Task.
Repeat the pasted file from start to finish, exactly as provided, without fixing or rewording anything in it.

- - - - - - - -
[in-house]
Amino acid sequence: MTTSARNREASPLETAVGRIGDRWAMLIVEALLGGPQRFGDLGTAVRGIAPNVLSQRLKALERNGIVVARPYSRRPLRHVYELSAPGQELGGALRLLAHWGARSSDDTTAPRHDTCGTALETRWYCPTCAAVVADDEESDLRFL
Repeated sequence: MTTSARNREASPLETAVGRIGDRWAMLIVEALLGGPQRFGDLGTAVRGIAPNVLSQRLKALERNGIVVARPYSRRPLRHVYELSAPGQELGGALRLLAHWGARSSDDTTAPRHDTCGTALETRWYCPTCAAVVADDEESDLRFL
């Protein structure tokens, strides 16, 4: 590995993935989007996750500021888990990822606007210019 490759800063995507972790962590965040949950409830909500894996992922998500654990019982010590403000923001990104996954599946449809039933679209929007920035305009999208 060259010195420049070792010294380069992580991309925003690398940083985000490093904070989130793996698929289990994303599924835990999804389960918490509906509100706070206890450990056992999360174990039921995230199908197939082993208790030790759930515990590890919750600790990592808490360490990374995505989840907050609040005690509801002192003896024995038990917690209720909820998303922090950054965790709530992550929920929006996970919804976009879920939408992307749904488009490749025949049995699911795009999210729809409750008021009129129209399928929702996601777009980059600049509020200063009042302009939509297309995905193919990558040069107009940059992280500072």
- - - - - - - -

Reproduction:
[in-house]
Amino acid sequence: MTTSARNREASPLETAVGRIGDRWAMLIVEALLGGPQRFGDLGTAVRGIAPNVLSQRLKALERNGIVVARPYSRRPLRHVYELSAPGQELGGALRLLAHWGARSSDDTTAPRHDTCGTALETRWYCPTCAAVVADDEESDLRFL
Repeated sequence: MTTSARNREASPLETAVGRIGDRWAMLIVEALLGGPQRFGDLGTAVRGIAPNVLSQRLKALERNGIVVARPYSRRPLRHVYELSAPGQELGGALRLLAHWGARSSDDTTAPRHDTCGTALETRWYCPTCAAVVADDEESDLRFL
């Protein structure tokens, strides 16, 4: 590995993935989007996750500021888990990822606007210019 490759800063995507972790962590965040949950409830909500894996992922998500654990019982010590403000923001990104996954599946449809039933679209929007920035305009999208 060259010195420049070792010294380069992580991309925003690398940083985000490093904070989130793996698929289990994303599924835990999804389960918490509906509100706070206890450990056992999360174990039921995230199908197939082993208790030790759930515990590890919750600790990592808490360490990374995505989840907050609040005690509801002192003896024995038990917690209720909820998303922090950054965790709530992550929920929006996970919804976009879920939408992307749904488009490749025949049995699911795009999210729809409750008021009129129209399928929702996601777009980059600049509020200063009042302009939509297309995905193919990558040069107009940059992280500072």